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||See nonnative species.
||Eukaryotic, multicelled organisms usually capable of mobility and
unable to produce their own food (heterotrophs), such as sponges, jellyfishes, arthropods
(insects, shrimp, lobsters), mollusks (snails, clams, oysters, octopuses), fish,
amphibians (frogs, toads, salamanders), reptiles (turtles, lizards, alligators,
crocodiles, snakes), birds, and mammals (kangaroos, bats, cats, rabbits, elephants,
whales, porpoises, monkeys, apes, humans). See carnivores, herbivores, omnivores.
||See mature community.
||Interaction between organisms of different species in which one type of
organism benefits and the other type is neither helped nor harmed to any great degree.
||See ecological succession.
||Two or more individual organisms of a single species (intraspecific
competition) or two or more individuals of different species (interspecific competition)
attempting to use the same scarce resources in the same ecosystem.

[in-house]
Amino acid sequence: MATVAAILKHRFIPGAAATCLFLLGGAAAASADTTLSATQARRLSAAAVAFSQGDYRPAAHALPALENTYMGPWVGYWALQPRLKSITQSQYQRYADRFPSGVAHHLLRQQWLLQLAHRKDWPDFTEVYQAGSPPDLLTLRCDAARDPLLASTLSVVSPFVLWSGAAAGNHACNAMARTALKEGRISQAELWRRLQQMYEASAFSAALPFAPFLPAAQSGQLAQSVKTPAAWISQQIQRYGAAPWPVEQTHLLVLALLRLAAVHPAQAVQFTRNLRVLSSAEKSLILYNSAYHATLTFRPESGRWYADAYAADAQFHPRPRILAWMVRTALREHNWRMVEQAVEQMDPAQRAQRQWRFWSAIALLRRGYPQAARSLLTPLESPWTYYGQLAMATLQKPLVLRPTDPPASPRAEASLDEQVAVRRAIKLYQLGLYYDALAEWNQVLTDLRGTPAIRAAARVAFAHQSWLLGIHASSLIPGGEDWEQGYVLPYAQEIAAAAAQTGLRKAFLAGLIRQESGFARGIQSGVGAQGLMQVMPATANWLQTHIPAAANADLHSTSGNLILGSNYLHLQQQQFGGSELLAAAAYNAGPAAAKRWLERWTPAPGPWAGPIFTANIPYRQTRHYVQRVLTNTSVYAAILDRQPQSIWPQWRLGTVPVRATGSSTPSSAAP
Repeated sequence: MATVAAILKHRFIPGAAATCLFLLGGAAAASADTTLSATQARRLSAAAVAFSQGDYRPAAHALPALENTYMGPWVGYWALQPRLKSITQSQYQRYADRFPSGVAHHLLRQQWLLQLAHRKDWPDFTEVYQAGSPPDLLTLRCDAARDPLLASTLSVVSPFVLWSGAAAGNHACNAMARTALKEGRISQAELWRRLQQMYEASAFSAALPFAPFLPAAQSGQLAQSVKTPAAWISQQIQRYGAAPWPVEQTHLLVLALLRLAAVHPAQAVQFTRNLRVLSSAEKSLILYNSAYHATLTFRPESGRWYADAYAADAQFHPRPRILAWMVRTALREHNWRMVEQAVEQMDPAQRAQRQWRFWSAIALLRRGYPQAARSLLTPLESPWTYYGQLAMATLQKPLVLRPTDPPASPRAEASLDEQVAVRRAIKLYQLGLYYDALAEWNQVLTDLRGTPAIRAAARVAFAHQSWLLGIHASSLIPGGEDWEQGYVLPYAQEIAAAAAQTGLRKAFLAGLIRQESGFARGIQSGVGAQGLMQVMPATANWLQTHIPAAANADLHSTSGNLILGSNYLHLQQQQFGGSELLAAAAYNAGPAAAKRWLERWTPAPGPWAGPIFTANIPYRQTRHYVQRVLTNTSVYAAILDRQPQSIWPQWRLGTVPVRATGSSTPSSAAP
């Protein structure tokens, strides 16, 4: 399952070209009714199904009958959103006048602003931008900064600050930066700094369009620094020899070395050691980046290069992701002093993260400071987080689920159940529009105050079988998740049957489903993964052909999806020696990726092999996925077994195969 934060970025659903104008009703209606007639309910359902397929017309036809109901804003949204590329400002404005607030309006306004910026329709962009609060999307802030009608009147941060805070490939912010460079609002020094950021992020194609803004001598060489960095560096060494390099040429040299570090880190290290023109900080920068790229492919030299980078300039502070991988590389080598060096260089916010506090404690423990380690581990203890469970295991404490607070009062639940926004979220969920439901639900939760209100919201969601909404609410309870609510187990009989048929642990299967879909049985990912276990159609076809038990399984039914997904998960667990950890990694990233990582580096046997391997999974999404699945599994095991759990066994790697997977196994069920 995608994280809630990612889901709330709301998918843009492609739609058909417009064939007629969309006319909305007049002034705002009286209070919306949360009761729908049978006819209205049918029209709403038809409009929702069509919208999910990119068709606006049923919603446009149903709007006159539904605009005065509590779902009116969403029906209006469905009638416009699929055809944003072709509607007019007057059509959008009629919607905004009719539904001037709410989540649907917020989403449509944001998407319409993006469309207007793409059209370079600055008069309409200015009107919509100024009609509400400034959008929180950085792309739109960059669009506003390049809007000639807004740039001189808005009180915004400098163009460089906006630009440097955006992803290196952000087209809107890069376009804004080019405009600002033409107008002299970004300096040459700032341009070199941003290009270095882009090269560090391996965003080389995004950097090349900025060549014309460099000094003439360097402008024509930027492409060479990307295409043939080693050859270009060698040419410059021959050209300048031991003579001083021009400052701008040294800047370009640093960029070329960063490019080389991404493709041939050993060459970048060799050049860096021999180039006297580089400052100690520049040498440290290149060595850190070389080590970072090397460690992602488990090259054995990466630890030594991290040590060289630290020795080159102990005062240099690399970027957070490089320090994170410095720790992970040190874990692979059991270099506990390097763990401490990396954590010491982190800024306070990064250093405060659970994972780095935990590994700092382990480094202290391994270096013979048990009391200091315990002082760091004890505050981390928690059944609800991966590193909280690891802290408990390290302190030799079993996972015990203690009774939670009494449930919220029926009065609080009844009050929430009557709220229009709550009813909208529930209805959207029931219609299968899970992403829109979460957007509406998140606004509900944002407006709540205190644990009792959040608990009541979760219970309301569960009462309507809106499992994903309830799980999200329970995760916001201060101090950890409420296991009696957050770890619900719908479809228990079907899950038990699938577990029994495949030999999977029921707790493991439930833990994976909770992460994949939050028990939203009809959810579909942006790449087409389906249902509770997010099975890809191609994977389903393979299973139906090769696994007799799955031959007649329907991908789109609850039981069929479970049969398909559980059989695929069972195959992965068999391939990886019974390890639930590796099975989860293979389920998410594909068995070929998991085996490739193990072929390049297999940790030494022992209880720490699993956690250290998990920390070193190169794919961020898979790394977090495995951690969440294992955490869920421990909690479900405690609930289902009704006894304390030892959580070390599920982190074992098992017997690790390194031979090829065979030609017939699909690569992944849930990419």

|competitive exclusion principle
||No two species can occupy exactly the same fundamental niche
indefinitely in a habitat where there is not enough of a particular resource to meet the
needs of both species. See ecological niche, fundamental niche, realized
||A discrete event that disrupts an ecosystem or community. Examples of
natural disturbances include fires, hurricanes, tornadoes, droughts, and floods. Examples
of human-caused disturbances include deforestation, overgrazing, and plowing.
|early successional plant species
||Plant species found in the early stages of succession that (1) grow
close to the ground, (2) can establish large populations quickly under harsh conditions,
and (3) have short lives. Compare late successional plant species, midsuccessional
||Process in which communities of plant and animal species in a
particular area are replaced over time by a series of different and often more complex
communities. See primary succession, secondary succession.
||Plant that uses its roots to attach itself to branches high in trees,
especially in tropical forests.
||See nonnative species.
||Situation in which two competing species have equal access to a
specific resource but differ in how quickly or efficiently they exploit it. See interference
competition, interspecific competition.
||Eukaryotic, mostly multicellular organisms such as mushrooms, molds,